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Getting Started with Sprite Nodes


Learn the basics about using images, also known as sprites, with SpriteKit.

Overview

The simplest way to create a textured sprite node is to have SpriteKit create both the texture and the sprite for you. You store the artwork in the app bundle (ideally in an asset catalog), and then load it at runtime, as shown in this code:

let spaceship = SKSpriteNode(imageNamed: "rocket.png")
spaceship.position = CGPoint(x: 100, y: 100)
self.addChild(spaceship)

Default Behavior

When you create a sprite as shown in the code above, you get a lot of default behavior for free:

Textures

Although SpriteKit can create textures for you automatically when a sprite is created, in more complex apps you need finer control over textures. For example, you might want to do any of the following:

You do all of these things by working directly with texture objects. For more information, see the SKTexture class reference.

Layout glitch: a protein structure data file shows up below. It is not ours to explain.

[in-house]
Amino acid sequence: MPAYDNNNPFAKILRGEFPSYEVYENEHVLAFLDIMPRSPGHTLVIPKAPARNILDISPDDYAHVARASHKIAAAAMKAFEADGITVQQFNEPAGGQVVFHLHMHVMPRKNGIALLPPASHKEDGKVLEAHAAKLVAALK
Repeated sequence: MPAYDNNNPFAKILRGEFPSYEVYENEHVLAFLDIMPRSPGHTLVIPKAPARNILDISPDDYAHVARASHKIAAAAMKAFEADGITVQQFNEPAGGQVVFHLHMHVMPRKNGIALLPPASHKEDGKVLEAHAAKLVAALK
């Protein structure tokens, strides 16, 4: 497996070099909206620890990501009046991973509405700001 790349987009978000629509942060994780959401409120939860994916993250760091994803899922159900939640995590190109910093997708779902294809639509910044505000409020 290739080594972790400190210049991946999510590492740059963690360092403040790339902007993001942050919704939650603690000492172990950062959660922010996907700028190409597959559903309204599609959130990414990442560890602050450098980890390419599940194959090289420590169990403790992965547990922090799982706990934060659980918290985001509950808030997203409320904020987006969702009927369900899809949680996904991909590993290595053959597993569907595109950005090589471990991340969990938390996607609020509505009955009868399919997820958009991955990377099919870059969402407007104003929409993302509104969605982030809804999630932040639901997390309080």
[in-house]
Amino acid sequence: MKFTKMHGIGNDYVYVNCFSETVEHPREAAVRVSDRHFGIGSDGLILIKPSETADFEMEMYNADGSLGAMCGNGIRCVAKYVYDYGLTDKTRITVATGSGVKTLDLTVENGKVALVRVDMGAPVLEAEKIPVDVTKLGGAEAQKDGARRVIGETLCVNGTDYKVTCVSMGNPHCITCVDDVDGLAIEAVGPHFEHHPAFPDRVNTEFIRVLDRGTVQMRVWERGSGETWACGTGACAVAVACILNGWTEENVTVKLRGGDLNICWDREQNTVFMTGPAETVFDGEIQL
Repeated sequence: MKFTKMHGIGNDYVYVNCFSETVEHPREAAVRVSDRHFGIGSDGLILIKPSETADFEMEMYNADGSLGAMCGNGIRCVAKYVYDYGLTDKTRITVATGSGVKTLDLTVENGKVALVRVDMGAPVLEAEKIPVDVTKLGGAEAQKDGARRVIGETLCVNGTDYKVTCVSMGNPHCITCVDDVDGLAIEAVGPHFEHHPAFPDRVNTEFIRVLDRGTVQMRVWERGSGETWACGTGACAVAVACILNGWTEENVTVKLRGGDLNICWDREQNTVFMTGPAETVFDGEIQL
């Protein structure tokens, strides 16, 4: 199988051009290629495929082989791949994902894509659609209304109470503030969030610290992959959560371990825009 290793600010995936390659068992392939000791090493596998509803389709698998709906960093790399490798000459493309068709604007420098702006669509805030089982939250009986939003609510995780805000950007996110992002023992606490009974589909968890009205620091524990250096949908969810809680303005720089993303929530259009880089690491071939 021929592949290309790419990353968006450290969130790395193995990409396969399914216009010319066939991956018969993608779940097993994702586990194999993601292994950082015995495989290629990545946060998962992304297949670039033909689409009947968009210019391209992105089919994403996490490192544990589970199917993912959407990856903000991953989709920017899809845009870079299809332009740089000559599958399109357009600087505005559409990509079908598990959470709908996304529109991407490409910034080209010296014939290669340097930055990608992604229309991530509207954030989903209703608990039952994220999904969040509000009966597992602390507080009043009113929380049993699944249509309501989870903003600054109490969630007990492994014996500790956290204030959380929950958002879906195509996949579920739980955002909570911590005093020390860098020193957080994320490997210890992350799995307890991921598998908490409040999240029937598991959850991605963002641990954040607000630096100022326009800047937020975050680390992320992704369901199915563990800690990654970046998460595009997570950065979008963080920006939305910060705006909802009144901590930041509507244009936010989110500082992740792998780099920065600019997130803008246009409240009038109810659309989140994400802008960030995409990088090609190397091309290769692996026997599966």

Customized Rendering Stages

You can use each sprite node’s properties to independently configure four distinct rendering stages:

Art and Property Configuration Matching

Often, configuring a sprite node to perform these four steps—positioning, sizing, colorizing, and blending—is based on the artwork used to create its texture. This means that you rarely set property values in isolation from the artwork. You work with your artist to ensure that your game is configuring the sprites to match the artwork.

Here are some of the possible strategies you can follow:


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